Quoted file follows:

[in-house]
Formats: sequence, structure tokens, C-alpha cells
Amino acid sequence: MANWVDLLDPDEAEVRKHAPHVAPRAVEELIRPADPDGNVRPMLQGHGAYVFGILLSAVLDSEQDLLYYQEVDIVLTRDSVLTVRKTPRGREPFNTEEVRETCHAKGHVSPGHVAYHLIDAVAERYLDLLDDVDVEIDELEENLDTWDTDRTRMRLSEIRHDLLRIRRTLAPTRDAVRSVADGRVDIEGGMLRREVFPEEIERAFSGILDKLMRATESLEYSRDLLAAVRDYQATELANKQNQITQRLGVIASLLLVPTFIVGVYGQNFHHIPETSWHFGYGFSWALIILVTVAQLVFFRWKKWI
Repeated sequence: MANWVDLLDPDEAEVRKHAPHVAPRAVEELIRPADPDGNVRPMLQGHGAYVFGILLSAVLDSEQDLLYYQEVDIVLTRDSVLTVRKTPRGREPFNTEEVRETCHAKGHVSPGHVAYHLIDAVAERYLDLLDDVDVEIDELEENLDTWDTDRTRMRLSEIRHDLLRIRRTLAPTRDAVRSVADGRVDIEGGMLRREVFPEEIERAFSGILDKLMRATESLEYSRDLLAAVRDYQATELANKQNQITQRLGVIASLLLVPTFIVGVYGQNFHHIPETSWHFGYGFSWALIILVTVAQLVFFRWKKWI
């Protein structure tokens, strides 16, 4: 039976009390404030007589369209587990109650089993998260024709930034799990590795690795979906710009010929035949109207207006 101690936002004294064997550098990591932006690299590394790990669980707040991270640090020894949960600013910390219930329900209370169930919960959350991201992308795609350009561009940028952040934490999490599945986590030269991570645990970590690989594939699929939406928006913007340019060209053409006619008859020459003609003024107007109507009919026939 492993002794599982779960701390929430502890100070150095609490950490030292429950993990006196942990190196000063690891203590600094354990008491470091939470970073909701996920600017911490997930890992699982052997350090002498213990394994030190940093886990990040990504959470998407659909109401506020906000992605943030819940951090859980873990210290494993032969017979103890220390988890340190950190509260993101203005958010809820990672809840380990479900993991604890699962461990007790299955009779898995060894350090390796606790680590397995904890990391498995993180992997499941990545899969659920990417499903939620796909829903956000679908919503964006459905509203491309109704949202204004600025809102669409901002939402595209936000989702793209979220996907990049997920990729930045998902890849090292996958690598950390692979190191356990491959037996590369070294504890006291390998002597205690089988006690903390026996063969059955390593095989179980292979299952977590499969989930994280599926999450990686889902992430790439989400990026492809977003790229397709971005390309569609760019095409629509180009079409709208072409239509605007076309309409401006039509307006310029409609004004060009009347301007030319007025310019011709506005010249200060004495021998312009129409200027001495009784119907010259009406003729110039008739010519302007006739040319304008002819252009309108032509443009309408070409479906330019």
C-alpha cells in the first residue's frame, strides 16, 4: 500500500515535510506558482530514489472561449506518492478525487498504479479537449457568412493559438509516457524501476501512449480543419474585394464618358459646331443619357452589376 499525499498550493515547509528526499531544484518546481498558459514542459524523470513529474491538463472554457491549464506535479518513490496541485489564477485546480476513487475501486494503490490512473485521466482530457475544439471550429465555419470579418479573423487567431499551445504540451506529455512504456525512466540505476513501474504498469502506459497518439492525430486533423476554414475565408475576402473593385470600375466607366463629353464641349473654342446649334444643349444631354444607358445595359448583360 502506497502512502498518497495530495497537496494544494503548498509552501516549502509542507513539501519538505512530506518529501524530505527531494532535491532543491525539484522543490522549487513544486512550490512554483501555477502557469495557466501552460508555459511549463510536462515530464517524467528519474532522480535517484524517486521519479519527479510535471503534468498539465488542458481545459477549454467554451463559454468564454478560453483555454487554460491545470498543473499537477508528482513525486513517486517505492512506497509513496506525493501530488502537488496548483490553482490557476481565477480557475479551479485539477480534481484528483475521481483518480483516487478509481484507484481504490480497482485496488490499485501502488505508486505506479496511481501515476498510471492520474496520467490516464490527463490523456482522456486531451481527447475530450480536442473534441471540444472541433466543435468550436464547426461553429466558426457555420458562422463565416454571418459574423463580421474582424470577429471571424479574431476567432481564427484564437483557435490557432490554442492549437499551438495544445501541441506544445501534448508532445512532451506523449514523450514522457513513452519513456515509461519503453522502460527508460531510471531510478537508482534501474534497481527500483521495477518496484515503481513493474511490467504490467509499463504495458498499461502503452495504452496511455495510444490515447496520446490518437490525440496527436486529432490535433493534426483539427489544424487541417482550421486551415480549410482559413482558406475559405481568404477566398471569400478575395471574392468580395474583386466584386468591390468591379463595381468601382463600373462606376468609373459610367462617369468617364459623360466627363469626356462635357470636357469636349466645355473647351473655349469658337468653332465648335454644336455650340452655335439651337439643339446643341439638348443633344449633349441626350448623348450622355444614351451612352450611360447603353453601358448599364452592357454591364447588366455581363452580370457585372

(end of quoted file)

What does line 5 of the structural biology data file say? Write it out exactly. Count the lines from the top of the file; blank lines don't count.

């Protein structure tokens, strides 16, 4: 039976009390404030007589369209587990109650089993998260024709930034799990590795690795979906710009010929035949109207207006 101690936002004294064997550098990591932006690299590394790990669980707040991270640090020894949960600013910390219930329900209370169930919960959350991201992308795609350009561009940028952040934490999490599945986590030269991570645990970590690989594939699929939406928006913007340019060209053409006619008859020459003609003024107007109507009919026939 492993002794599982779960701390929430502890100070150095609490950490030292429950993990006196942990190196000063690891203590600094354990008491470091939470970073909701996920600017911490997930890992699982052997350090002498213990394994030190940093886990990040990504959470998407659909109401506020906000992605943030819940951090859980873990210290494993032969017979103890220390988890340190950190509260993101203005958010809820990672809840380990479900993991604890699962461990007790299955009779898995060894350090390796606790680590397995904890990391498995993180992997499941990545899969659920990417499903939620796909829903956000679908919503964006459905509203491309109704949202204004600025809102669409901002939402595209936000989702793209979220996907990049997920990729930045998902890849090292996958690598950390692979190191356990491959037996590369070294504890006291390998002597205690089988006690903390026996063969059955390593095989179980292979299952977590499969989930994280599926999450990686889902992430790439989400990026492809977003790229397709971005390309569609760019095409629509180009079409709208072409239509605007076309309409401006039509307006310029409609004004060009009347301007030319007025310019011709506005010249200060004495021998312009129409200027001495009784119907010259009406003729110039008739010519302007006739040319304008002819252009309108032509443009309408070409479906330019």